Saturday, April 19, 2014

Attack of the CSS Albemarle

CSS Albemarle
Throughout the war the United States Navy was vastly superior to the ships that the Confederacy was able to scrape together, but that did not stop the Southerners from trying to build their navy. They often found very innovative ways to do it. The ironclad ram CSS Albemarle was begun in a cornfield near the Roanoke River in January, 1863. The Union troops heard of the rebel boat being prepared, but they did not have enough troops to send an expedition to destroy her. By April 1864, the CSS Albemarle was launched under the command of Captain James Cooke and ready to head down river to engage the Union fleet off Plymouth, North Carolina.

She sailed down river to engage the Federal ships 150 years ago today – April 19, 1864. Mooring three miles above the town, the pilot went ahead and discovered that the water was high enough that the Union obstructions in the river were 10 feet under. As the Confederate warship set out, she came under fire from Federal batteries along the shore, but their fire just bounced off the Albemarle's iron sides.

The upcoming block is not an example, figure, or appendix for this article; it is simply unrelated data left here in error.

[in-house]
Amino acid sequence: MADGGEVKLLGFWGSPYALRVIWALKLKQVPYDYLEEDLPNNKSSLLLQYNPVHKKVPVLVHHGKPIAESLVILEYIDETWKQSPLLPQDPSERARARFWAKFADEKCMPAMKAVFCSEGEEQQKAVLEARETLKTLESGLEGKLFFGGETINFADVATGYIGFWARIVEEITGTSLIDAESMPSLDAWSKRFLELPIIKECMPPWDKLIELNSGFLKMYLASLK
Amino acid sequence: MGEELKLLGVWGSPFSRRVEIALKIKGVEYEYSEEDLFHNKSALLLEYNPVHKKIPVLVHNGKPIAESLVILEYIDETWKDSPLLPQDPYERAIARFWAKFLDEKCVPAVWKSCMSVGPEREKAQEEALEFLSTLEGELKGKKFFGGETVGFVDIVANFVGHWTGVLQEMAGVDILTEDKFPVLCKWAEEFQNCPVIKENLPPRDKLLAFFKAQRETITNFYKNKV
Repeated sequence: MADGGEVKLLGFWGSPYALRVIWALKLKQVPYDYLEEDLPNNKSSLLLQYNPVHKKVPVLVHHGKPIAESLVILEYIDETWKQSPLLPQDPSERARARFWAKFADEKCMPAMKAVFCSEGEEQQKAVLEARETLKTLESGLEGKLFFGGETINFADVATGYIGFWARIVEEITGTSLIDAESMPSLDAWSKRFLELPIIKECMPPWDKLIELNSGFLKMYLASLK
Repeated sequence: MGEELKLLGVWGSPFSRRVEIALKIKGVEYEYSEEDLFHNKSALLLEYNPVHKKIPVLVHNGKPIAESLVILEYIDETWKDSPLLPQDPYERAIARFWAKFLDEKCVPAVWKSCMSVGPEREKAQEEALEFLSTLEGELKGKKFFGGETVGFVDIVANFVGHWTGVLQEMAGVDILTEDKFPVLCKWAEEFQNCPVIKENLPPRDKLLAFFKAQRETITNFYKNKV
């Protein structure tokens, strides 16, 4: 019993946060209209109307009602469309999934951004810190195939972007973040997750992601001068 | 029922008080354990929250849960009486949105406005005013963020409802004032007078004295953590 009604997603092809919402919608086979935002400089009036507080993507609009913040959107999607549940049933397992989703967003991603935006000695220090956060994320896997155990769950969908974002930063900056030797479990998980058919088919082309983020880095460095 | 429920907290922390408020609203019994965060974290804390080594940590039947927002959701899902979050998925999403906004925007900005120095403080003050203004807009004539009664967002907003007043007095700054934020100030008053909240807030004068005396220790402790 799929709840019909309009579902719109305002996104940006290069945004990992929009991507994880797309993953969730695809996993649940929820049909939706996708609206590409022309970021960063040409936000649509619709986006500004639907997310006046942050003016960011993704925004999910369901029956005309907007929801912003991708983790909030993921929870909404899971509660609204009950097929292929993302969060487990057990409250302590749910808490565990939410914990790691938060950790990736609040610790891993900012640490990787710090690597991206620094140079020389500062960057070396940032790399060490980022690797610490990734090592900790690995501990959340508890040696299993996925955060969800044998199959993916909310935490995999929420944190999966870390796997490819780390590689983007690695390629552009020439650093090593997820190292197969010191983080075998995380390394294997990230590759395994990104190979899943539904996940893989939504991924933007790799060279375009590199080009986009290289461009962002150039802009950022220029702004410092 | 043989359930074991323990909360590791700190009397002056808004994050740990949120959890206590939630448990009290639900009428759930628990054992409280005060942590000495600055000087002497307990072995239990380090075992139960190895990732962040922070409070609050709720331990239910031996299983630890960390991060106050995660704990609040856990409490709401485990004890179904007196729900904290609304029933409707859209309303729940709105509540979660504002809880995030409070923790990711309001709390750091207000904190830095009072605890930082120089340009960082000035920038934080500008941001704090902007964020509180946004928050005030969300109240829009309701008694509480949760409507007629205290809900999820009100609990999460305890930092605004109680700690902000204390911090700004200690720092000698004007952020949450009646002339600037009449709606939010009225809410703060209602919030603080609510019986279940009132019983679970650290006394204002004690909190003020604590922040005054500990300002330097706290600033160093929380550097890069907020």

After Safely passing these obstacles, the rebels encountered the Union ships, two paddle wheel steamers tied together, the USS Miami and Southfield. The Union officers tried to use the ships' connection to their advantage by trapping the ironclad between them. Captain Cooke on the Albemarle turned hard to starboard, and barely missing the shore, swung around and rammed the Southfield. Although he dealt the Yankee steamer a fatal blow, the Confederate ram was hopelessly tangled in the hull of her victim. Grasping the opportunity, the Miami fired a shell point blank into the trapped Albemarle. However, the ironclad's armor held firm, and the shell rebounded back into the Union vessel. There it exploded and killed her commander, Captain Charles Fusser. The crew of the Miami tried to board the ram, but the rebels drove them back with a heavy musketry fire. Foiled in their attempts to sink or capture the ram, the Yankees steered the USS Miami clear of the CSS Albemarle and headed into Albemarle Sound, while the Albemarle was released as the Southfield rolled and sank. With the Federal vessels driven off, Confederate infantry attacked the town and captured it, with the support of the Albemarle's guns.


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